ITALIAN cities became the major money centres for 13th and 14th Century Europe.
Those established family firms remained the dominant form of business enterprise until the 18th Century.
There were many more families, however, to which monarchs and businessmen could apply for loans.
Their banks (from the Italian word ‘banco’) developed techniques and institutions that remain in force to this day.
They accepted deposits and paid interest on them; made commercial as well as political loans; engaged in merchant banking activities; offered lines of credit to favored clients; and arranged letters of credit for those involved with international and national trade.
Security was often required to back up the loans, for which they would accept jewellery, land or buildings — testimony to how some of the banks evolved from pawnbroking activities.
From nobles, they would take the right to collect taxes or commissions to conduct business in the realm. Merchants could buy and sell without transfers of coin or barter, drawing instead upon accounts at one or another Italian bank.
The banks provided commercial insurance for voyages.
The Venetians learned bookkeeping from the Arabs and the Arabic numbering system, both of which rank among the basic building blocks of commercial society.
This does not suggest that ‘modern’ business practice began in the late Middle Ages, but rather that the more worldly outlook of businessmen and bankers of that period was creating a new dispensation.
Italian banks were often organised as ‘societas’, in which the members contributed either labour or capital. The liabilities were unlimited, so that each member was liable personally for debts the ‘society’ incurred.
The benefits of this form to creditors are obvious, as are the drawbacks to the partners. Consequently, a new form came about — the compagnia (company) — in which liabilities remained unlimited, but the partners’ contributions were in the form of shares, with voting rights and distributions assigned by the number held.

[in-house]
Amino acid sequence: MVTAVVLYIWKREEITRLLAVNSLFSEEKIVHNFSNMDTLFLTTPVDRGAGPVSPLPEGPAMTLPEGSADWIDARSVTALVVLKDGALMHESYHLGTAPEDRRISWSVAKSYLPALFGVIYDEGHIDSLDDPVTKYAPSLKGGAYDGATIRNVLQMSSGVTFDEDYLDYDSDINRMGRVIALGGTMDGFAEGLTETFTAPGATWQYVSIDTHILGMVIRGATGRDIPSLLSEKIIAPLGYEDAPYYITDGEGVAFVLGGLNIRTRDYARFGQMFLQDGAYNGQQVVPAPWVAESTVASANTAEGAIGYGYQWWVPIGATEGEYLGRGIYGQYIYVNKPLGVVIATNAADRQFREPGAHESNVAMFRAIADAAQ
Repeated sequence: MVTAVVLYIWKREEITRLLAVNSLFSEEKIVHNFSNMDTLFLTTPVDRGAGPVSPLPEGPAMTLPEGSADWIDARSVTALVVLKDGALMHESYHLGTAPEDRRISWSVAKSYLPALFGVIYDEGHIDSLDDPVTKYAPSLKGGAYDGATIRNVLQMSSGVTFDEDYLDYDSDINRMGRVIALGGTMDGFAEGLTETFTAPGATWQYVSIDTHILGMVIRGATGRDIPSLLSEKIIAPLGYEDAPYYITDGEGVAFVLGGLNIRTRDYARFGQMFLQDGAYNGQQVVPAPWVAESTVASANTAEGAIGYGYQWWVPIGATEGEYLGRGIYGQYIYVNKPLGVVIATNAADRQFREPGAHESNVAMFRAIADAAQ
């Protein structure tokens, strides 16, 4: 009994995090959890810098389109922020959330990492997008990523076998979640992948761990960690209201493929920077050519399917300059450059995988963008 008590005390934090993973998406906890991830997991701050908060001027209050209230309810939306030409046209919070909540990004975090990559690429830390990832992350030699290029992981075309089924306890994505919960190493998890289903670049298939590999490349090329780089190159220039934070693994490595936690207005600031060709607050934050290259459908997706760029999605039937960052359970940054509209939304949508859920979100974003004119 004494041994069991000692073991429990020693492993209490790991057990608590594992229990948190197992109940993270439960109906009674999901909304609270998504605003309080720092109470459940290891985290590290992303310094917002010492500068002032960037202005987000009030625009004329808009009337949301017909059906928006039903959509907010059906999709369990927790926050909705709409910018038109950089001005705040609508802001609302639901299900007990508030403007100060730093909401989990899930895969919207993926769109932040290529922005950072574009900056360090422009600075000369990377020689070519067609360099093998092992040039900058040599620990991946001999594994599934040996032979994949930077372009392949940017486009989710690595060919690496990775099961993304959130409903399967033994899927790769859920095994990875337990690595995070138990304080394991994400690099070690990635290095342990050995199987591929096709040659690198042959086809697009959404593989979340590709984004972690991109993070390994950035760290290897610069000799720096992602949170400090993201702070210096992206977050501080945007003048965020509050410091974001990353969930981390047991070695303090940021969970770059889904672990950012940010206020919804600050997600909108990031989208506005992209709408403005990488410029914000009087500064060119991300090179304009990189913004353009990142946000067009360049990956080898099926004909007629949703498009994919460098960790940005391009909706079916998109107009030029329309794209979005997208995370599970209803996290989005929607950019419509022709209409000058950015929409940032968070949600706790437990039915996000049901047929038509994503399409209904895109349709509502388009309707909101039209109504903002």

In addition, there were three forms of long-term liabilities: earnings retained in the business, additional funds contributed by partners and investments in the form of deposits made by outsiders, each accruing interest according to earnings, generally between five and 10 percent.
Meanwhile, the failure of the Crusades to the Holy Land had resulted in a loss of prestige and power for the Papacy. Islamic States were also weakened and the Byzantine Empire destroyed.
There was dislocation in Europe, but an energising sense of adventure emerged as well.
The French monarchy was enriched; the German Kingdom was enfeebled. Some knights suffered impoverishment, whereas a few reaped great wealth.
In many cases, nobles had to sell land and manorial rights to townspeople who were enriched by profits from trade. Peasants, whose produce was fetching higher prices, were able to obtain sufficient earnings to pay for rights and liberties.
All of this resulted in a liberation of labour and capital that provided major stimulation for capitalism, the kind that would be seen in the late 20th Century when communism imploded and market forces became predominant throughout Eastern Europe.
Most importantly, thousands of Europeans had gone to the Holy Land and this broadened their vistas.
During the Roman Empire, Europeans had enjoyed Eastern spices, such as pepper, which had traded ounce for ounce with gold; many spices from south-west India; cloves from Indonesia; and cinnamon from Sri Lanka.
This commerce had ended during the early Middle Ages. The Crusaders rediscovered the joys of these and other condiments, along with Eastern fruits, vegetables and luxury items. From the Moslems, they learned of damasks, muslins, velvets and satins.